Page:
Q & A
We spoke to Rhonda Smith at her ranch in Liberty Hill, home to thirty horses, three goats, two donkeys, and the groundbreaking nonprofit Spirit Reins.
You have a very unique way of doing therapy here. Can you describe it?
We have effectively implemented a model of therapy, using horses, that’s based on the neuroscience of how a child’s brain develops and how trauma interrupts that development. At Spirit Reins, we give children the opportunity to have experiences in therapy that allow them to repair that damage to their brain; to actually form new pathways from these lower regions of their brain to the more thinking, cognitive regions of their brain.
What kind of backgrounds do your clients come from?
We have a heart for kids who’ve been in foster care; kids who’ve been touched by the child welfare system in some way. And those are kids who come from really hard places. Probably, more than I’d like to say, a majority of kids we’ve worked with have experienced sexual abuse, severe sexual abuse… Children who’ve been hurt by the people who are supposed to love and take care of them – who’ve been failed by those people – those kids need an opportunity to build a relationship in a different way; to see how relationships can be done. And horses are honest with them. They’ll give them that opportunity in a way that people won’t, and in a way that people can’t right now in their lives because they’ve been so damaged.
What is unique about horses that makes these relationships so powerful?
They can’t lie, and they don’t tolerate lies in the round pen with them… They live very much in the moment. They have to, since they’re prey animals. They want you to be authentic and in the moment, and they want you to be present to the relationship that you’re building. I think that’s something that all of us forget – not just the kids that we work with. I mean, the adults forget that too, and forget how to do that. So the horses are powerful lessons for all of us.
What does the average day look like for you?
Probably the majority of my day is spent in meetings… educating people about the work that we do here; talking to donors, educating folks about why it matters to support the work that we do at Spirit Reins. Why it costs a little bit more to do therapy at Spirit Reins than it does – maybe – in an office, but why, ultimately, the work that we do at Spirit Reins is worth that investment… These kids have been in traditional therapy for years in their lives. In a year here at Spirit Reins, we make a real difference for these kids and for their families; changes that are lasting. So in the long run, our therapy is much cheaper than what they’ve been doing.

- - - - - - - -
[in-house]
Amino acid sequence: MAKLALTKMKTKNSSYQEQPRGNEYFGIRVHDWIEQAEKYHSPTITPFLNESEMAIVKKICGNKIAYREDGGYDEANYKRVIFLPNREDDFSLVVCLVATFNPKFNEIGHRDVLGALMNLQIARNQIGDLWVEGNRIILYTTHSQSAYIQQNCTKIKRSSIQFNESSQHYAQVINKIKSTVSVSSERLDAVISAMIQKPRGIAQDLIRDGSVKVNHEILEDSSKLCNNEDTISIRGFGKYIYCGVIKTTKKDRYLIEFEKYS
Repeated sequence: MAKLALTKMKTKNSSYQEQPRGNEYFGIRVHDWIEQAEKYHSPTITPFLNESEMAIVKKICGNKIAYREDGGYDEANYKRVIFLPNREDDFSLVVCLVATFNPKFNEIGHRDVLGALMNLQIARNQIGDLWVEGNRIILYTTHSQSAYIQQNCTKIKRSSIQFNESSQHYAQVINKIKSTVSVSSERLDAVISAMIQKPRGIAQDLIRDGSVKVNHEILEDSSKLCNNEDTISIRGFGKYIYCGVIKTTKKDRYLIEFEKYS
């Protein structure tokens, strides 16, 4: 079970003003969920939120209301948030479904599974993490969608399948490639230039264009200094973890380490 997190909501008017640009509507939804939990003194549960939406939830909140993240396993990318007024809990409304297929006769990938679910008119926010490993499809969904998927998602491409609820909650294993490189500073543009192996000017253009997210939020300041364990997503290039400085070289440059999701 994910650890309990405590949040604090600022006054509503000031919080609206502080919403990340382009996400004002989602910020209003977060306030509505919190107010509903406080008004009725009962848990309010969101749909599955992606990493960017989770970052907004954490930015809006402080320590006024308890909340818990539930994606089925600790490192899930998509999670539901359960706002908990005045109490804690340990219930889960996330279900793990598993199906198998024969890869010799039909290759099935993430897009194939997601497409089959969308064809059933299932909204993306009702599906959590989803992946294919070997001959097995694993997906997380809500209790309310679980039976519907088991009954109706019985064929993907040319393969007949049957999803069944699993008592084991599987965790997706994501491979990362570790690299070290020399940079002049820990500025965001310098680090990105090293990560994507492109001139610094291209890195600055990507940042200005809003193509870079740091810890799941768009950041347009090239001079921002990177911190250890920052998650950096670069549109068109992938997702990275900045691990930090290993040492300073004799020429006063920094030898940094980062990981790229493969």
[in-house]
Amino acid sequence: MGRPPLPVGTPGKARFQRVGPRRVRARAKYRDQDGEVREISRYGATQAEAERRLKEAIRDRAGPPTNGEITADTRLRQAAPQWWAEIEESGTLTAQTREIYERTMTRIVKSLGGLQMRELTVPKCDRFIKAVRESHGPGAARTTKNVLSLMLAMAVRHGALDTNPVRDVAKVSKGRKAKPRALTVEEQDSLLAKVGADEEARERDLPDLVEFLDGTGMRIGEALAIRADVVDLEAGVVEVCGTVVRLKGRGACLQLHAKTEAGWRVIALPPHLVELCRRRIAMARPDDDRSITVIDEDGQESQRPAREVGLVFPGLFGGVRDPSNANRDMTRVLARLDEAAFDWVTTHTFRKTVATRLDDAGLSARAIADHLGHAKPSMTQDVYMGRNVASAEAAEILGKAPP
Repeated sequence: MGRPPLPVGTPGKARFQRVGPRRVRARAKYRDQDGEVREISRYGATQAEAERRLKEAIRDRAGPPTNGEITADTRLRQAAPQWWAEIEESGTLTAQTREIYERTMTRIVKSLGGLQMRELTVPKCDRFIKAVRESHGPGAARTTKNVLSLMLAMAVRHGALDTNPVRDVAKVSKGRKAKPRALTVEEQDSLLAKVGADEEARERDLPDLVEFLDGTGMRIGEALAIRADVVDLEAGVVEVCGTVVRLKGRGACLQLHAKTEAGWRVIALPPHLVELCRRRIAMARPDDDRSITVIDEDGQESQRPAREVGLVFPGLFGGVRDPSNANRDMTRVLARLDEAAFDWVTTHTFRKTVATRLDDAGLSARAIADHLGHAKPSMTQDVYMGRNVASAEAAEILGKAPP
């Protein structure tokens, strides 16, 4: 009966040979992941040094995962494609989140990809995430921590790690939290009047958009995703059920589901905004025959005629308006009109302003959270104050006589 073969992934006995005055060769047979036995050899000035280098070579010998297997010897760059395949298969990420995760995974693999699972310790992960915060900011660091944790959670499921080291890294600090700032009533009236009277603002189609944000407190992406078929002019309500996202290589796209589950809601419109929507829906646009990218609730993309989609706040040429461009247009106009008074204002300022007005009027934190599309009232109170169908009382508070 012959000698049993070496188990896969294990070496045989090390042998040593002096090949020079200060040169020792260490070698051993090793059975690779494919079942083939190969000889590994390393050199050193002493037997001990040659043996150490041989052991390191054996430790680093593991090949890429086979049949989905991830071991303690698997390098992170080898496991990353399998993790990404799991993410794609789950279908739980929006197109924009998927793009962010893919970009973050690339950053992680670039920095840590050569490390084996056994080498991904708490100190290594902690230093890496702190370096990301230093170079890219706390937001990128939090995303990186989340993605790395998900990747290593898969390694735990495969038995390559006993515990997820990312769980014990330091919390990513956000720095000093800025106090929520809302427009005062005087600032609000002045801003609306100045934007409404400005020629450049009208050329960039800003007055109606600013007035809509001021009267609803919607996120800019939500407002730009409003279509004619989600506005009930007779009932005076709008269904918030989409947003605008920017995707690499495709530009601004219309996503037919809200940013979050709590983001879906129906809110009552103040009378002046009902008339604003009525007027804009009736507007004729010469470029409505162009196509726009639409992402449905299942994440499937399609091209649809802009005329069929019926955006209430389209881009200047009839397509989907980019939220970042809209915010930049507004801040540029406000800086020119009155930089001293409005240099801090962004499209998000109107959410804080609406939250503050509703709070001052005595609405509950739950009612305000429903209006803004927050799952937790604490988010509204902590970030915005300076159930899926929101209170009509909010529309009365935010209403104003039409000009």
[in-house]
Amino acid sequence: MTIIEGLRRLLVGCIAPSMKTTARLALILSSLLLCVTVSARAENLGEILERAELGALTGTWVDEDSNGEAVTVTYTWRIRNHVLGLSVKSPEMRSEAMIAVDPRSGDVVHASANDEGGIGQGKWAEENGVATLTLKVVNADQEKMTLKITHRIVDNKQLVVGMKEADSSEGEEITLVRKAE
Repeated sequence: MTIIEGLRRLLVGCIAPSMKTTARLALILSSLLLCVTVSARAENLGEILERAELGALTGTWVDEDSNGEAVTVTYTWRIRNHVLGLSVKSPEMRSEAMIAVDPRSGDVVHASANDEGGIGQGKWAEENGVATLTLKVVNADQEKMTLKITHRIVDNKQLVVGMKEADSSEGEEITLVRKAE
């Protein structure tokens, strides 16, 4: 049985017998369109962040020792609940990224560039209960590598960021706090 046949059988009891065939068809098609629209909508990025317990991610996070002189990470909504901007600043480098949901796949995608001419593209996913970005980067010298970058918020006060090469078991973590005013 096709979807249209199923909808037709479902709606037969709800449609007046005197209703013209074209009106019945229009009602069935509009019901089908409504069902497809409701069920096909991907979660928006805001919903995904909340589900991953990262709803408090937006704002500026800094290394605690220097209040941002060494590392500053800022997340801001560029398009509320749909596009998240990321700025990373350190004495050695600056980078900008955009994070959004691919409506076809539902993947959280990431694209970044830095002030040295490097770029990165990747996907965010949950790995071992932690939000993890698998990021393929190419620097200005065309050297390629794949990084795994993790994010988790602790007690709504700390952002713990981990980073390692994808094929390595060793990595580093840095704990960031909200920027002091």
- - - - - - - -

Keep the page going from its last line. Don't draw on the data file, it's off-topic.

So, you spend a lot of time thinking about how to make the business side of things work.
I think it’s incredibly important to view the work that we do as a business. As a small business. The fact that we are not for profit doesn’t mean that we’re not supposed to do good things, and to raise and make money that we can invest in the clients that we serve – and in a million more families out there that want to be a part of the work that we’re doing. Investing that in a way that allows us to grow, to serve more kids and families – to be able to open locations in other places that need us to be closer to where the need is greater… In order to be able to raise funds effectively, we have to be able to prove how we’re operating as a business. We have to show the care that we take, you know, how we value everything that we do from human resources, to finances, to fundraising, to billing insurance for the work that we do… I have the opportunity to work with some incredible professionals who have made a choice to work for a nonprofit, because they believe in the work that we’re doing. And they’re incredible at what they do. They could work anywhere, quite frankly, and have chosen to work at Spirit Reins and to see this business thrive in order to do more. To do more for the kids and families that need us the most.